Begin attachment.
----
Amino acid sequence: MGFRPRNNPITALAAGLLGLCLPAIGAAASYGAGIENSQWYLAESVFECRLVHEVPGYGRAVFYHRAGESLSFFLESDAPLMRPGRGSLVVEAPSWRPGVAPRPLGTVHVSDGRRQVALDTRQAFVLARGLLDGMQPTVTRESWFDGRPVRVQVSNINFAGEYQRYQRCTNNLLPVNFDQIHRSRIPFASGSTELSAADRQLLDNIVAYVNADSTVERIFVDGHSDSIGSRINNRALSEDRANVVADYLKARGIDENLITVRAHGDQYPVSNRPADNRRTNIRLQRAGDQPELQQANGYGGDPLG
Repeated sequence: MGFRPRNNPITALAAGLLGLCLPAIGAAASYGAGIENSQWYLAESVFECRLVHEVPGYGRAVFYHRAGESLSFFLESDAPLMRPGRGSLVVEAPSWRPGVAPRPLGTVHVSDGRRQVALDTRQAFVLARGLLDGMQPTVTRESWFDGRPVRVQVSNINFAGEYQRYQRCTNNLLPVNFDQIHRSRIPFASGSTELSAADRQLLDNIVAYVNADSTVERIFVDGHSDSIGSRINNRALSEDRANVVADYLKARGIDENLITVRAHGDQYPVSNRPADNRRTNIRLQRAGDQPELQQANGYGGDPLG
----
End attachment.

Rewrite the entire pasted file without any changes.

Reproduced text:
Amino acid sequence: MGFRPRNNPITALAAGLLGLCLPAIGAAASYGAGIENSQWYLAESVFECRLVHEVPGYGRAVFYHRAGESLSFFLESDAPLMRPGRGSLVVEAPSWRPGVAPRPLGTVHVSDGRRQVALDTRQAFVLARGLLDGMQPTVTRESWFDGRPVRVQVSNINFAGEYQRYQRCTNNLLPVNFDQIHRSRIPFASGSTELSAADRQLLDNIVAYVNADSTVERIFVDGHSDSIGSRINNRALSEDRANVVADYLKARGIDENLITVRAHGDQYPVSNRPADNRRTNIRLQRAGDQPELQQANGYGGDPLG
Repeated sequence: MGFRPRNNPITALAAGLLGLCLPAIGAAASYGAGIENSQWYLAESVFECRLVHEVPGYGRAVFYHRAGESLSFFLESDAPLMRPGRGSLVVEAPSWRPGVAPRPLGTVHVSDGRRQVALDTRQAFVLARGLLDGMQPTVTRESWFDGRPVRVQVSNINFAGEYQRYQRCTNNLLPVNFDQIHRSRIPFASGSTELSAADRQLLDNIVAYVNADSTVERIFVDGHSDSIGSRINNRALSEDRANVVADYLKARGIDENLITVRAHGDQYPVSNRPADNRRTNIRLQRAGDQPELQQANGYGGDPLG